BP Shrugs Turkey’s Threat to Limit Business

LONDON (Reuters)–British Petroleum has sold no crude oil to Turkey this year–a BP spokesman’said on Friday in a response to Ankara’s new threat to limit oil purchase ties.

Senior Turkish energy ministry officials have confirmed that state refiner Tupras has been advised to limit oil purchases from BP and Amoco in protest against their opposition to a trans-Turkish Caspian oil pipeline.

BP sold 55,000 metric tons of crude to Turkish state refiner Tupras last year–but has so far sold none in 1998–the BP spokesman’said. The major does have an annual agreement to sell 250,000 metric tons of fuel oil to Turkey–he added.

"They (Turkey) haven’t said anything to us. If they did we’d have to consider what they’d have to say," the BP spokesman’said.

BP also buys 840,000 metric tons of gasoline and 820,000 metric tons of gas oil a year from Tupras to supply its Turkish downstream network–he said.

The Turkish decision forms part of Ankara’s campaign to persuade the BP/Amoco-led AIOC group developing a huge Azeri offshore project to build a major pipeline to Turkey’s Mediterranean port of Ceyhan.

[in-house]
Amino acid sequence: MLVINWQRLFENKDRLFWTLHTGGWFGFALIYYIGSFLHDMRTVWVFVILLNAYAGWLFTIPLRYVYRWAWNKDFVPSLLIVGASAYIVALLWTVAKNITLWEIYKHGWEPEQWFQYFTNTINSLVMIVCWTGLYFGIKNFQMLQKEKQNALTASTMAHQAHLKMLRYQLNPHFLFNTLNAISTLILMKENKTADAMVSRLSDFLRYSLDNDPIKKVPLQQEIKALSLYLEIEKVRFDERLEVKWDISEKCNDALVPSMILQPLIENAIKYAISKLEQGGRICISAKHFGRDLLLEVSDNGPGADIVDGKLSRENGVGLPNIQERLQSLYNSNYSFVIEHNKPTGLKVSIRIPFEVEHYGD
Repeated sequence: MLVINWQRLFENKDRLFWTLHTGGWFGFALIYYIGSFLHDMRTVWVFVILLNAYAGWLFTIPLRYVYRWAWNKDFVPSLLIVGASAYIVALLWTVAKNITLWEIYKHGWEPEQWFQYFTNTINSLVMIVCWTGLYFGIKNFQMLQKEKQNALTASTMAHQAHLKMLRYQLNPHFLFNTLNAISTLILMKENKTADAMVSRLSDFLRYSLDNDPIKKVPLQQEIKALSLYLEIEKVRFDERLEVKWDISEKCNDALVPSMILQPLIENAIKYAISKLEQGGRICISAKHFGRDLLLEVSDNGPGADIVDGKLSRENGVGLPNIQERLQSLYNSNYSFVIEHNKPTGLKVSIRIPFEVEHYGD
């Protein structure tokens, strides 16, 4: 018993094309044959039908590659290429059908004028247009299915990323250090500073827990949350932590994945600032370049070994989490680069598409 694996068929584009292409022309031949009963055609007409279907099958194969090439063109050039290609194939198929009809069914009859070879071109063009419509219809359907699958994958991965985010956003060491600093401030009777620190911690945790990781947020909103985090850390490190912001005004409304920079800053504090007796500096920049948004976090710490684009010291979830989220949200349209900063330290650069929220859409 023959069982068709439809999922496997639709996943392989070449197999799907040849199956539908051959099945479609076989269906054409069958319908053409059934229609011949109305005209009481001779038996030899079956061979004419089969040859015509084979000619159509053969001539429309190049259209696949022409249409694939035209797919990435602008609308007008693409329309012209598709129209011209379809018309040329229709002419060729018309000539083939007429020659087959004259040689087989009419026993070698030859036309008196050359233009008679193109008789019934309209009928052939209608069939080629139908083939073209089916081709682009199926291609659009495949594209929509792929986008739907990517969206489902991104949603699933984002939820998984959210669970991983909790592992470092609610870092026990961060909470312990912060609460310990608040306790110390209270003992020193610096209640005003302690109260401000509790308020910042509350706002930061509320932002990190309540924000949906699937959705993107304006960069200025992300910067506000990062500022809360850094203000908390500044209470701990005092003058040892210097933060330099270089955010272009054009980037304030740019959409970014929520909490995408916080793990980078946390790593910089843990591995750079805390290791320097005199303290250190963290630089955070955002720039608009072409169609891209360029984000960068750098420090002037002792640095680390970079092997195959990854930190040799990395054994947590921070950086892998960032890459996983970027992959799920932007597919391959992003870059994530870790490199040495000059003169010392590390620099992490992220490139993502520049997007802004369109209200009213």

AIOC is expected to recommend a cheaper route via Georgia at its crucial shareholders meeting in early December.

"This kind of talk is unlikely to help with the decision on the route. We are surprised and disappointed to be singled out in such a way," the BP spokesman’said–pointing out that the group had 10 other international members.

"The premise that BP is against the pipeline is wrong. We are neither for nor against it. We have simply questioned the wisdom of taking such an early decision given that there are so many uncertainties."

BP is due to merge with Amoco at the end of this year giving the combined entity nearly 43 percent of AIOC.

Some oil sources said Tupras had bought 1.79 million metric tons of Egyptian oil from Amoco so far this year.

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